In 1929, Barcelona hosted its second International Exhibition. Although small compared to the great World’s Fairs in Chicago, New York, or London, the Barcelona event put Spain on the map as a modern European nation. The hillside of Montjuïc was covered in palaces, pavilions, fountains, and even a 60,000-seat stadium for sporting events. Dozens of countries and national industries jumped at the opportunity to show off their latest innovations to the millions who flocked to Barcelona that Summer.
While most people have long since forgotten the Barcelona Expo, there was one feature in the German Pavilion there that almost everyone still recognizes today. When King Alfonso XIII of Spain visited the Pavilion, he sat on a marvelous new chair, a Modernist style of throne, created by Ludwig Mies van der Rohe. The chair was so famous that it has become known, simply, as the Barcelona Chair.
Sketches by Mies van der Rohe. Image courtesy of The Architecture & Design Study Center, The Museum of Modern Art.
Mies van der Rohe was a young, World War I veteran who specialized in modern, minimalist designs rooted in Classical ideals. Drawing from ancient artifacts for inspiration, like the throne of King Tutankhamen recently discovered in Egypt, Mies envisioned a simple, open style that would evoke the past while embracing a new future of design. The Barcelona chair’s sleek and elegant lines are modernist perfection, but the geometrically satisfying cushions invite you sit a while and enjoy.
Interior of the 1929 German Pavilion, Barcelona International Exposition. Image courtesy of The Architecture & Design Study Center, The Museum of Modern Art.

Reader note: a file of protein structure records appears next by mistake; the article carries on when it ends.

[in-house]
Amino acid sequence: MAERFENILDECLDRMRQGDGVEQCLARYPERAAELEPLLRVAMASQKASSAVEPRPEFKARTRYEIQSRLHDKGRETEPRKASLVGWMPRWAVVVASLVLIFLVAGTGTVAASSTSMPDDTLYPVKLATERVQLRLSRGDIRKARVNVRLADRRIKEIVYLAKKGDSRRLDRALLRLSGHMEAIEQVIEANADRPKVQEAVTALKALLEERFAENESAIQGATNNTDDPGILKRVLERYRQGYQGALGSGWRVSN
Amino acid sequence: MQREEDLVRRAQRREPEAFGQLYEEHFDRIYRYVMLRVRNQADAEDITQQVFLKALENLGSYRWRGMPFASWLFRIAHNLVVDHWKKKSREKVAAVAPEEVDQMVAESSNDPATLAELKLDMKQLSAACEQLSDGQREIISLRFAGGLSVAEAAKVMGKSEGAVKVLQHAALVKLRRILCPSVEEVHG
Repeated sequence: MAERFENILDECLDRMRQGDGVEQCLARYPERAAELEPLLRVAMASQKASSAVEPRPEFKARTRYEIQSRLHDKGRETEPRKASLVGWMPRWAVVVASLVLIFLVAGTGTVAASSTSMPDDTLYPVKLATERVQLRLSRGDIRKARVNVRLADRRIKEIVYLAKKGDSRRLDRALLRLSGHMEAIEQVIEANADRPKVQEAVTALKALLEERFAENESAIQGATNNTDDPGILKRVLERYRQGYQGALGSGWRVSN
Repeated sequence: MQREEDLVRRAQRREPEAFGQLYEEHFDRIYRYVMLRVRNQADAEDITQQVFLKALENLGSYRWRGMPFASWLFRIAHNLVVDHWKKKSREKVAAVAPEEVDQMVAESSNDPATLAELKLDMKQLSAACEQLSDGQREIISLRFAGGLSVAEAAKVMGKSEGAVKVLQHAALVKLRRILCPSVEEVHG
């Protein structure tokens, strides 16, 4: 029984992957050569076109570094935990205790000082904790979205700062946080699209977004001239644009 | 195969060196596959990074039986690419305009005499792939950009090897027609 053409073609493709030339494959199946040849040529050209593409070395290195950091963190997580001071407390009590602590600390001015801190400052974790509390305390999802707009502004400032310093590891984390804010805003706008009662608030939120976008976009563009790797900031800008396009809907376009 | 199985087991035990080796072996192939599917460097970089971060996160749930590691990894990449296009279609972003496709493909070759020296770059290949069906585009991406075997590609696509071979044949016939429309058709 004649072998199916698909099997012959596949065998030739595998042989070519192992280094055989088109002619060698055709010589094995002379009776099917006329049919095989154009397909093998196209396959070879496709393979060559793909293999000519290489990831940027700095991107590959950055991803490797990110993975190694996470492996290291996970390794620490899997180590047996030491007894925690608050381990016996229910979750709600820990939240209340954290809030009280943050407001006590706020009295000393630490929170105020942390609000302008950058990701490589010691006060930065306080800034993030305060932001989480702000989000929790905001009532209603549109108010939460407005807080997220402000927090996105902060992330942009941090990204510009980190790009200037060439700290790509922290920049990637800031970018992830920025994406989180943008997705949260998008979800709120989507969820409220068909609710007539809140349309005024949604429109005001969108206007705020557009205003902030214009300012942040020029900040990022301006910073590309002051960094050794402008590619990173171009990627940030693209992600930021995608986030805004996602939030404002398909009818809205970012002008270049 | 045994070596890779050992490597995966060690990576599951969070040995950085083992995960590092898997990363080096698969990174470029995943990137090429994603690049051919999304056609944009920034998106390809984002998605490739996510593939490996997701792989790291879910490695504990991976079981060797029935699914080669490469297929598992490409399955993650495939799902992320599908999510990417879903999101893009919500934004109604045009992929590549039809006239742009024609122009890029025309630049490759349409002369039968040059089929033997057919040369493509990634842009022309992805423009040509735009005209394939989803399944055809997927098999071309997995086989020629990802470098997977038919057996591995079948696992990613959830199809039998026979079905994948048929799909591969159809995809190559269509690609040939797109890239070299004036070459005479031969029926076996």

When Mies moved to Chicago in the 1930s, he brought his Bauhaus design aesthetic with him. Whether working on a skyscraper or a humble chair, he experimented with form and function until he perfected it. The geometric precision of the Barcelona motif lends itself to endless repetition and variation. It has inspired decades of artists and designers to reduce or replicate those squares as the perfect embodiment of elegance.
Image courtesy of knoll.com
A Modern Twist, from Barcelona to Chicago
Graymoor Lane is excited to introduce a jewelry line inspired by the same clean, lines of the Mies original. The deceptively simple squares lend themselves to repetition and look as beautiful by day as they do in the evening. A highlight of our Collection is the bar pendant that copies the original Barcelona couch in minute detail. We’ve updated the three-dimensional softness of those leather curves with 14K gold and diamond pavé, turning that interior design show-stopper into a sleek and beautiful work of wearable art.
And because the design is so simple, pairing your Barcelona necklace with earrings from the Collection is as natural as filling your home with the most stylish of Mid-century designs. These pieces are meant to compliment you and each other. They will look perfect at work, but will also transition seamlessly to a classy dinner or night at the theatre.
As Mies himself famously said, the Barcelona chair was “fit for a king.” The Graymoor Lane Barcelona Collection is certainly “fit for a queen.”